There’s not a lot that shocks me, but I was recently taken back to hear Tropfest spent absolutely nothing on advertising in 2014.
That’s right – $0.
Can’t be right. A film festival of that size and notoriety not spending a single cent on advertising?! But how? Turns out it all went on PR, and now Tropfest is the world’s largest short film festival.
So how did they do it?
To fully answer this, we must redefine what we know about the PR. Traditionally we receive a brief, we draft a strategy, we create a press release, we tell the journalist about whatever it is we think will interest them about the story and hope to high heaven they write about it, right?
Wrong. So, so wrong.
PR is a totally different animal to what I once knew it as when I started my career as a fresh faced intern eight or so years ago. It’s not just the bolt-on that a brand will use to manage a crisis or to boost a campaign – it creates the campaigns, fuels the imagination of consumers and has become an unmistakable part of the narrative of our daily content intake. Over 70 per cent of the news you read on whatever platform you read it has been handled by a PRo in some way or other.
Campaigns led by PR are becoming all the more common. No longer an afterthought, I have increasingly found over the years that if a PRo is not in a board meeting for a new media campaign at some level, it’s not because they’ve been left out, it’s because they’ve missed an email.
But I digress. I recently read the statistic that most people would not care if 74 per cent of all brands disappeared for good. Well, that’s probably true – higher than that even I’m sure – so what is it about Tropfest that gave it the stones to do away with any traditional forms of advertising and rely totally on the value of PR?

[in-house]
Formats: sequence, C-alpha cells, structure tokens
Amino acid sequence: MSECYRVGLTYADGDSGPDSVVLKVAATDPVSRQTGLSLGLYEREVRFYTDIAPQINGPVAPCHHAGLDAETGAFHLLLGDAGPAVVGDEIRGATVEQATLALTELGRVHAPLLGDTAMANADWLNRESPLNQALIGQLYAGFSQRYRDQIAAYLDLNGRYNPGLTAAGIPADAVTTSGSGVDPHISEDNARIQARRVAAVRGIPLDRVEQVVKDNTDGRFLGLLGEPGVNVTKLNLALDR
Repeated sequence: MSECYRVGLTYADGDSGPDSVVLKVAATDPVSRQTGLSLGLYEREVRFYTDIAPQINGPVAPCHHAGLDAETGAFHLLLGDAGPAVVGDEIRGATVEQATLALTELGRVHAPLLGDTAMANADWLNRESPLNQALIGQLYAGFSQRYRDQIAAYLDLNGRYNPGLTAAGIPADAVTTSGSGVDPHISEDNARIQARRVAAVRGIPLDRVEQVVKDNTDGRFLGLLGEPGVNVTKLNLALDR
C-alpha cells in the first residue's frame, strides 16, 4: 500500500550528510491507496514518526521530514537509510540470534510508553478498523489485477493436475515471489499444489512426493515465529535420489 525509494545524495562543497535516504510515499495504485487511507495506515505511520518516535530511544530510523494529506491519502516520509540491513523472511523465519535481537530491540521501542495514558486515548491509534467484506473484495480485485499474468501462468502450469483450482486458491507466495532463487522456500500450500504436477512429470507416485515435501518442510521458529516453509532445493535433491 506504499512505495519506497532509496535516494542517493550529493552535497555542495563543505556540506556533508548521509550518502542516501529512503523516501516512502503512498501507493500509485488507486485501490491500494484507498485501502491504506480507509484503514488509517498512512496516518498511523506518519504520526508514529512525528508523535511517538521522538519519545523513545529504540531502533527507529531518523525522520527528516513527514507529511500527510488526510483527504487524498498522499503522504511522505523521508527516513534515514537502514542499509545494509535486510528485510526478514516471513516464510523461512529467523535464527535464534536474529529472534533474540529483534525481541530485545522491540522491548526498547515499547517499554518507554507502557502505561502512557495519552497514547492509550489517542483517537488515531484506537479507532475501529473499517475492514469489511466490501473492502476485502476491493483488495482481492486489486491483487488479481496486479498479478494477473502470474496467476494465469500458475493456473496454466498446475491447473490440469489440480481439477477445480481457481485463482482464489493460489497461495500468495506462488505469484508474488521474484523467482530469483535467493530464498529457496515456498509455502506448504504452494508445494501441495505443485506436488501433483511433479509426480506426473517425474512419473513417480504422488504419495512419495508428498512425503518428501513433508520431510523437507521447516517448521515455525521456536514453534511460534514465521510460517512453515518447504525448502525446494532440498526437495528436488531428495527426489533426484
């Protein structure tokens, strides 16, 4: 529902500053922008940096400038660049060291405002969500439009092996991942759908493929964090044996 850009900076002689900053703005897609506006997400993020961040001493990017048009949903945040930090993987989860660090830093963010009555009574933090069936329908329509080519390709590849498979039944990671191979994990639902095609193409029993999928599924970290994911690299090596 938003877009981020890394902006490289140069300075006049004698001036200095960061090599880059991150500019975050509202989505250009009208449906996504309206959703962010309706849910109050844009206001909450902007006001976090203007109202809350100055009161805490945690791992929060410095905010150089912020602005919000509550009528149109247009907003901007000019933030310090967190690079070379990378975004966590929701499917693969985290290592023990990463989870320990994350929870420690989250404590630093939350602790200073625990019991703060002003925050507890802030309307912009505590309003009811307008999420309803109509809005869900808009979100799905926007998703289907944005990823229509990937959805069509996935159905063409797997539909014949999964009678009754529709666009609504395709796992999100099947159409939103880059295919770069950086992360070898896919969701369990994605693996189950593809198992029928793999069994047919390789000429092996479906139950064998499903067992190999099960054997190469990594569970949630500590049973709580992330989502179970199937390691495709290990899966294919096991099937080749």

One simple, blisteringly clear answer. Credible integration. A fluffy phrase? Maybe. But it does what it says on the tin.
You cannot run a sustained campaign for your brand now, whatever it sells, without being credibility integrated into your user or customer experience. If it’s not authentic, on a level that you can relate to, on a platform that you are familiar with, then you are just cluttering up my feed.
PR must be and more often is the catalyst for credibility of communication for customers – by using the voices that we are used to hearing, integrated into the platforms that we are used to hearing it from. Tropfest used a combination of clever opinion pieces, social media channels and advocates to tell people it was the coolest show out there – and it worked.
$0 on advertising doesn’t make sense in all situations, but not investing in PR never does.
By Nick Day